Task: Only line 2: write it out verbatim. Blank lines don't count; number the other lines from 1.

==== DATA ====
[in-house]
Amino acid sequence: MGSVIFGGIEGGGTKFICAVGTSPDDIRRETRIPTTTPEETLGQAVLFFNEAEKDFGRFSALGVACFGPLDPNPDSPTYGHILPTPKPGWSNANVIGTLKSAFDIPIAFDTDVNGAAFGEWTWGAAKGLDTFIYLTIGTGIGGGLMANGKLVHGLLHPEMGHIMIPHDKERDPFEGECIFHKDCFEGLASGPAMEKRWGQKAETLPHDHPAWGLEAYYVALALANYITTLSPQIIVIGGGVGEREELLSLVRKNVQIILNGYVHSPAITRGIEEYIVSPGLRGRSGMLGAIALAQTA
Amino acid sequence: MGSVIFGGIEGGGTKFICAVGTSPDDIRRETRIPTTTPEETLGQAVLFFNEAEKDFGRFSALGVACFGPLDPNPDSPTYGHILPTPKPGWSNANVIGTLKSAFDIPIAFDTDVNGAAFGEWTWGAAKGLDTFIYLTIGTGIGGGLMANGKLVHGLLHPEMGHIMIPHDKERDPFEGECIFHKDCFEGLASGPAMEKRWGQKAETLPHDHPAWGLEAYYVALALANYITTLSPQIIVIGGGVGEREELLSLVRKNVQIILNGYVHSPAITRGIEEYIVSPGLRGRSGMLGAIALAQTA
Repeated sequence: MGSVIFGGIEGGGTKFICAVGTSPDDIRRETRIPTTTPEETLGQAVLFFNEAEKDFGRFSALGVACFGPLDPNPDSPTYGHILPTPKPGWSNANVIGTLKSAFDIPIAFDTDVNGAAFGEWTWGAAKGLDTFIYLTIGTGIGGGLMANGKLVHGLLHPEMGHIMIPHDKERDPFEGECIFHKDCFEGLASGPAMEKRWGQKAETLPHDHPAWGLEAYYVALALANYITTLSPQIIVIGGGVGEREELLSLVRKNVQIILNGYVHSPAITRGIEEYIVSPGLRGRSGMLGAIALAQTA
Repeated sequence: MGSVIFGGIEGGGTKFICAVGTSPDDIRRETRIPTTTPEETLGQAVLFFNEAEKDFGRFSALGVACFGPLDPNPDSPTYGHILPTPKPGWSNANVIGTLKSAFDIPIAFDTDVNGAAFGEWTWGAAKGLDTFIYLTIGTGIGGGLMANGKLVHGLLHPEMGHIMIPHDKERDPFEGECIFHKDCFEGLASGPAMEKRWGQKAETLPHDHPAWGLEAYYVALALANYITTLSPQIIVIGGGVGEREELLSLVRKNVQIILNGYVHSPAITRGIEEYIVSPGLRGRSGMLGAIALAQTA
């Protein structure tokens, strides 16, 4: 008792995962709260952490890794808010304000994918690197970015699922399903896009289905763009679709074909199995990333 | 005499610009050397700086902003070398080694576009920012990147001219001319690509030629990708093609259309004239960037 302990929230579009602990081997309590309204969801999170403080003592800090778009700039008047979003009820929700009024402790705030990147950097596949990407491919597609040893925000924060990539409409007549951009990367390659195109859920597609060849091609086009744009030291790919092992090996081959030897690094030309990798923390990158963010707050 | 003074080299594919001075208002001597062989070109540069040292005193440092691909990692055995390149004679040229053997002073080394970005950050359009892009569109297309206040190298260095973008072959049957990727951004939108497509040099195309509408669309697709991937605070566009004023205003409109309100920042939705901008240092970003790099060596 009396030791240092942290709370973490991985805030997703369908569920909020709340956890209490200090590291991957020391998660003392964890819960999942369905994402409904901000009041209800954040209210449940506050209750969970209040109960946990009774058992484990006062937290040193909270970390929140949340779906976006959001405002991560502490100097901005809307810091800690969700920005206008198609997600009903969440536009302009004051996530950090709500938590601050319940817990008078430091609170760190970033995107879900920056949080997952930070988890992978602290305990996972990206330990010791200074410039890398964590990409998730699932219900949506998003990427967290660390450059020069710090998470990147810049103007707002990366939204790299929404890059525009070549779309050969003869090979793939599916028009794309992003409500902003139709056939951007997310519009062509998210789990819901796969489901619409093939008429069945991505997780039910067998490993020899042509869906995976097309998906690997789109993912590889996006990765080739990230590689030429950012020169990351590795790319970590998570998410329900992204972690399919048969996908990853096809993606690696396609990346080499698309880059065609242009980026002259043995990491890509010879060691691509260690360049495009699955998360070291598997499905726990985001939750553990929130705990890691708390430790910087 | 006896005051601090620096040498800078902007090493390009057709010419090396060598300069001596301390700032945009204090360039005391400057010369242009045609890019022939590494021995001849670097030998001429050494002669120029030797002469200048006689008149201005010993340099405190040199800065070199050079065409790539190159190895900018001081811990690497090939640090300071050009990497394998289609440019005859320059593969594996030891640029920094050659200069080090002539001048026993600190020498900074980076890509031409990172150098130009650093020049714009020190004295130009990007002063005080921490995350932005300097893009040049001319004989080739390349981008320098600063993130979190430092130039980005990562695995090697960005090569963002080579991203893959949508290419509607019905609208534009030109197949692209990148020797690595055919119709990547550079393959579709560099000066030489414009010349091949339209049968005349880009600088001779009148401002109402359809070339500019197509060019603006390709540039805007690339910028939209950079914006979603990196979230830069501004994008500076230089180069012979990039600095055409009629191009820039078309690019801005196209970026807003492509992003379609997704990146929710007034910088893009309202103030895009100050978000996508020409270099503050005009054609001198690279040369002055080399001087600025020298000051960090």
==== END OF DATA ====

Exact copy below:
Amino acid sequence: MGSVIFGGIEGGGTKFICAVGTSPDDIRRETRIPTTTPEETLGQAVLFFNEAEKDFGRFSALGVACFGPLDPNPDSPTYGHILPTPKPGWSNANVIGTLKSAFDIPIAFDTDVNGAAFGEWTWGAAKGLDTFIYLTIGTGIGGGLMANGKLVHGLLHPEMGHIMIPHDKERDPFEGECIFHKDCFEGLASGPAMEKRWGQKAETLPHDHPAWGLEAYYVALALANYITTLSPQIIVIGGGVGEREELLSLVRKNVQIILNGYVHSPAITRGIEEYIVSPGLRGRSGMLGAIALAQTA